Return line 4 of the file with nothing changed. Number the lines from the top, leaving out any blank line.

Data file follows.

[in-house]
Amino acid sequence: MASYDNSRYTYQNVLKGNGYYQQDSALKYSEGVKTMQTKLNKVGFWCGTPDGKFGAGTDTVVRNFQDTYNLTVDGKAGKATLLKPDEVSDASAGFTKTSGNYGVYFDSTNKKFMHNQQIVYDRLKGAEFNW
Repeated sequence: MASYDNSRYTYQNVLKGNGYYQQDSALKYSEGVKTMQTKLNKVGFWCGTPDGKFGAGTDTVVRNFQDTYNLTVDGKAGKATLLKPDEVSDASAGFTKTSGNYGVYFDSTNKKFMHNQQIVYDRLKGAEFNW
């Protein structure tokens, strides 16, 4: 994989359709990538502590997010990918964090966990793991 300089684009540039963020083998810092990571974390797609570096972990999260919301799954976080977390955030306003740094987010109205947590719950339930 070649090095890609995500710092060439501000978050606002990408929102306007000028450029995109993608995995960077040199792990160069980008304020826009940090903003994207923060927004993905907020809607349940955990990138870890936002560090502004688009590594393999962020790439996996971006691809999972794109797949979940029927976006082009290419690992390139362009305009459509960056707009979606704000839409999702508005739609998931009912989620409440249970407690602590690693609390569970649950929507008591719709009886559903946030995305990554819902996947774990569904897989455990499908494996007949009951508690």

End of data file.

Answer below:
């Protein structure tokens, strides 16, 4: 994989359709990538502590997010990918964090966990793991 300089684009540039963020083998810092990571974390797609570096972990999260919301799954976080977390955030306003740094987010109205947590719950339930 070649090095890609995500710092060439501000978050606002990408929102306007000028450029995109993608995995960077040199792990160069980008304020826009940090903003994207923060927004993905907020809607349940955990990138870890936002560090502004688009590594393999962020790439996996971006691809999972794109797949979940029927976006082009290419690992390139362009305009459509960056707009979606704000839409999702508005739609998931009912989620409440249970407690602590690693609390569970649950929507008591719709009886559903946030995305990554819902996947774990569904897989455990499908494996007949009951508690």